Night-time home versus ambulatory blood pressure in determining target organ damage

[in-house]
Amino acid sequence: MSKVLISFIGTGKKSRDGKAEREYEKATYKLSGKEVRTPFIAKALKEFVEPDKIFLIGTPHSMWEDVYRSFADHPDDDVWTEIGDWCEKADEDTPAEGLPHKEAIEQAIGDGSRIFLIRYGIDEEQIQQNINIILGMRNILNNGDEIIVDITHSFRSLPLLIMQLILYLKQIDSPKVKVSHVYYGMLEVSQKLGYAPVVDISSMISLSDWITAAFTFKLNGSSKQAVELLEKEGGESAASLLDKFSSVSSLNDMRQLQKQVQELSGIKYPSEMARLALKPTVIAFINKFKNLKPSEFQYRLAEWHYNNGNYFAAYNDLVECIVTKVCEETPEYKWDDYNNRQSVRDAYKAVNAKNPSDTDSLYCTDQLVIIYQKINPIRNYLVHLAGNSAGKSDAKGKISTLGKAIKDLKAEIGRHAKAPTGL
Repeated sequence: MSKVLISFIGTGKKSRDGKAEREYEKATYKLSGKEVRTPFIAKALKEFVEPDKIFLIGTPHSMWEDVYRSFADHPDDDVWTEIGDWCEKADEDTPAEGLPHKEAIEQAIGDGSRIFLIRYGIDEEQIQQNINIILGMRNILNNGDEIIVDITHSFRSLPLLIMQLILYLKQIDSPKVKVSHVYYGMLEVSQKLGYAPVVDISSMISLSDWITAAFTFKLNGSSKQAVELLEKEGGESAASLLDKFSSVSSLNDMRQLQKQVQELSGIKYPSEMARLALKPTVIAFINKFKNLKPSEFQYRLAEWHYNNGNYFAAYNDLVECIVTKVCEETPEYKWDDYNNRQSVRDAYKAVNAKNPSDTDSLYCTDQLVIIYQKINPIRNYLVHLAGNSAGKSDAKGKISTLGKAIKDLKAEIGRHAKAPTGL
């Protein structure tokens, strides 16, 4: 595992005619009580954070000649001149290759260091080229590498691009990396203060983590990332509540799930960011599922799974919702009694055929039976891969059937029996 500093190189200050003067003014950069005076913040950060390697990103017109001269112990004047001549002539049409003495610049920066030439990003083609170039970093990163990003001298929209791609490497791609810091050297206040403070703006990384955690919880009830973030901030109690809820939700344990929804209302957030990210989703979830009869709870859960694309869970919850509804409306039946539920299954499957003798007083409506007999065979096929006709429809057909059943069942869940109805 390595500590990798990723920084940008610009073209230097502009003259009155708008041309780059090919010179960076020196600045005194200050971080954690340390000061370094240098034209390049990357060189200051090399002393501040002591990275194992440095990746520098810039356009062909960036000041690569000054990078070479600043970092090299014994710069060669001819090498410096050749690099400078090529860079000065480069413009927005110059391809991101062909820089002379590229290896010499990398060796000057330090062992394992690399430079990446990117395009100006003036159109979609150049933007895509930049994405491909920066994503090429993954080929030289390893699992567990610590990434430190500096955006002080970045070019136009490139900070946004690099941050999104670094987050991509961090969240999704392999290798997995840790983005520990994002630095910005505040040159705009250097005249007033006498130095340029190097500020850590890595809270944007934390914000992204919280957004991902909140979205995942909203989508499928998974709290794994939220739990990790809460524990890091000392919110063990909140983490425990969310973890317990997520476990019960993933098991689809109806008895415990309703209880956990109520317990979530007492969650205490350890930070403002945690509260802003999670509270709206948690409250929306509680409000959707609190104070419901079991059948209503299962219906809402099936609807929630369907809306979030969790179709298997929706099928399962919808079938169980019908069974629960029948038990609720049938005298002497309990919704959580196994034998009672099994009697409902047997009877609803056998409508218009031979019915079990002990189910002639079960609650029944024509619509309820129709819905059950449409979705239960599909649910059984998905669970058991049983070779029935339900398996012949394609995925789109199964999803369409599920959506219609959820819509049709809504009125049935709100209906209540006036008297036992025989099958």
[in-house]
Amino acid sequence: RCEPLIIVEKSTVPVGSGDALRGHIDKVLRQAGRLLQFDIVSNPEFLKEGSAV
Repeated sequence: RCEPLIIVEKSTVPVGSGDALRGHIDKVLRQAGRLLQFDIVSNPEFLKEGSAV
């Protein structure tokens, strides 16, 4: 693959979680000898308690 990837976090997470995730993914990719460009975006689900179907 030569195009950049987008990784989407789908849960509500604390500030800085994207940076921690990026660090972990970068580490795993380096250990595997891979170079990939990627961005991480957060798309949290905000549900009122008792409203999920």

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Objective:This study aimed to evaluate the association of night-time blood pressure (BP) assessed by home blood pressure (HBP) or ambulatory blood pressure (ABP) monitoring with preclinical target organ damage in untreated hypertension.Methods:Untreated hypertensive study participants were evaluated with ABP monitoring (24-h) and HBP monitoring during daytime (6 days, duplicate morning and evening measurements) and night-time (automated asleep measurements, three nights, 3-hourly measurements/night). Target organ damage was assessed by echocardiographic left ventricular mass index (LVMI), common carotid intima–media thickness (cIMT), urine albumin excretion (UAE), and ankle-brachial index (ABI).Results:A total of 131 study participants were analysed [mean age 52.1 ± 11.9 (SD) years, BMI 29.9 ± 5.3 kg/m2, men 58%, cardiovascular disease history 6.1%]. Daytime and night-time HBP were slightly higher than the respective ABP values (mean difference for systolic daytime/night-time 3.5 ± 10.6/2.6 ± 9.8 mmHg, P < 0.01 for both comparisons and diastolic −0.3 ± 6.8/1.2 ± 6.2 mmHg, P = NS/0.02, respectively). There was a strong correlation between daytime ABP and HBP (r = 0.71/0.72, systolic/diastolic), as well as between the respective night-time values (r = 0.80/0.79; all P < 0.01). Night-time ABP and HBP presented strong and comparable correlations with all the indices of preclinical target organ damage. In multivariate analyses, both LVMI (R2 = 0.26) and cIMT (R2 = 0.25) were determined by night-time systolic HBP, age and male sex; UAE (R2 = 0.28) by night-time systolic HBP and male sex; ABI (R2 = 0.20) by male sex and night-time home pulse pressure.Conclusion:In untreated hypertensives, night-time BP assessed by home monitoring appears to be as good as night-time ambulatory monitoring in determining preclinical target organ damage.

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